What won't happen again: The Mariners won't be rocking the baseball world with a big trade this upcoming winter as they did last December when they landed Lee from the Phillies. The Mariners' 85-77 record in 2009 was a fluke, as they allowed more runs than they scored and this year's 57-92 mark is quite indicative that they are more than one star pitcher away from winning a pennant. —John Perrotto, Baseball Prospectus
Rumor Central: 2011 options
The plan is key: With a plethora of holes, limited payroll space, and a franchise pitcher in desperate need of not only run support but quality rotation mates, the Mariners appear as if they'll be in the market for a lot of offense and at least one starting pitcher. But it all depends on which path the club decides to take. If they choose to use 2011 to further develop catcher Adam Moore, outfielder Michael Saunders, and Smoak, while awaiting the arrival of prospects Ackley and right-hander Michael Pineda, Zduriencik may seek the short-term stopgap, such as another year of slugger Russell Branyan or other similar veteran hitters. If the club chooses to stay on course—an attempt to contend while keeping an eye toward building a long-term contention window—names such as Jim Thome, Magglio Ordonez, or Lance Berkman may become options.
The starting rotation could use an experienced starter behind Hernandez, which might put Aaron Harang, who may have his option declined by the Reds, or Carl Pavano on the M's radar. It does not appear as if the club can afford to make Lee a competitive offer, however. Adding a veteran catcher such as Bengie Molina may not be out of the question, either, depending on cost and how much playing time the veteran would require.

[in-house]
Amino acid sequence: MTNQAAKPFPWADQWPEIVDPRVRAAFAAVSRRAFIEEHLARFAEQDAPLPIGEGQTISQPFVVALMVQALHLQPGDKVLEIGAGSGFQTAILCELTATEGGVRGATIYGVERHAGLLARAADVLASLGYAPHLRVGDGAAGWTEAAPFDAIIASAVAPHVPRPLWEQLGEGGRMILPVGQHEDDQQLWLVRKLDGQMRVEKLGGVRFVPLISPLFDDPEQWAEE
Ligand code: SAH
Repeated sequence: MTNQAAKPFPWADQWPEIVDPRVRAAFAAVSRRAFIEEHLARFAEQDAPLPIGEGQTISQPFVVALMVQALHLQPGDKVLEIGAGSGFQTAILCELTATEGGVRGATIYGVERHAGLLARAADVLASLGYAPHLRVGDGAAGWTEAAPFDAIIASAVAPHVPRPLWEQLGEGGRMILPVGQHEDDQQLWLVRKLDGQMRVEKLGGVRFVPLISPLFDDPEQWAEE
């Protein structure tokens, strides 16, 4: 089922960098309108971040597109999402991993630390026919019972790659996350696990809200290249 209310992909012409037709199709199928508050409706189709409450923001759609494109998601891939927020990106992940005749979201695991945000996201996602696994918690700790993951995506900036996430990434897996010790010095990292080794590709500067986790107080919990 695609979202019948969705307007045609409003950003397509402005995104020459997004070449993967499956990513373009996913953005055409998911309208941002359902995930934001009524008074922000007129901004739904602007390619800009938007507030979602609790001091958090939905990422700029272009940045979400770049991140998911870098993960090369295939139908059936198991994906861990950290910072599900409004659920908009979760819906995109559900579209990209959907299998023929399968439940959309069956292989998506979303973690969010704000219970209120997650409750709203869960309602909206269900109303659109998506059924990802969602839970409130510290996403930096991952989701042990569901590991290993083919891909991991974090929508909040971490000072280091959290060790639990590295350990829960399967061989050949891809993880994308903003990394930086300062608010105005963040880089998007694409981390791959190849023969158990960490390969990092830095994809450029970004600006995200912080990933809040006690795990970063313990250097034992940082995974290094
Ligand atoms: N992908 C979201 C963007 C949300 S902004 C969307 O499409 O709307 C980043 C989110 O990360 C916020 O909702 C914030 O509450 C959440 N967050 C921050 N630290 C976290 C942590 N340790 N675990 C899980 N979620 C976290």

Money, money, money: Unless the ownership group approves a significant payroll spike, Zduriencik may not have the flexibility to be active on the free-agent market, which likely means the club will be busy once again putting together trade proposals to land impact talent. If 2011 is to serve as somewhat of a developmental season, however, it will give the front office a chance to find answers at third base and designated hitter, and an opportunity to assess the futures of the rest of the roster.
Trading Figgins may be a top priority this winter, after the 32-year-old suffered a tough season at the plate and had a run-in with Wakamatsu. Shedding some of what is still owed on Figgins' contract—$26 million with a vesting option that guarantees another $9 million—could change the landscape of the franchise's offseason.—Jason Churchill, ESPN Insider
Keep up with Rumor Central year-round here.
Right-hander Daniel Cortes was seen as one of the better arms in the system when acquired from the Royals in the Yuniesky Betancourt deal last year, but inconsistency led to a 5.00-plus ERA as a starter. A massive, gangly power arm with complicated mechanics, Cortes' delivery would vary wildly from start to start, as would his velocity and command. A move to the bullpen late this season changed everything, as pitching from the stretch in short stints Cortes just let it fly, and the result was an unhittable fastball that got into the upper 90s. While he has his fair share of youthful indiscretions, they pale in comparison to Josh Lueke's situation, and with stuff being about equal, that alone puts him ahead on the depth charts for the Mariners' 2011 relief staff.—Kevin Goldstein, Baseball Prospectus
A version of this story originally appeared on ESPN Insider .
John Perrotto is an author of Baseball Prospectus.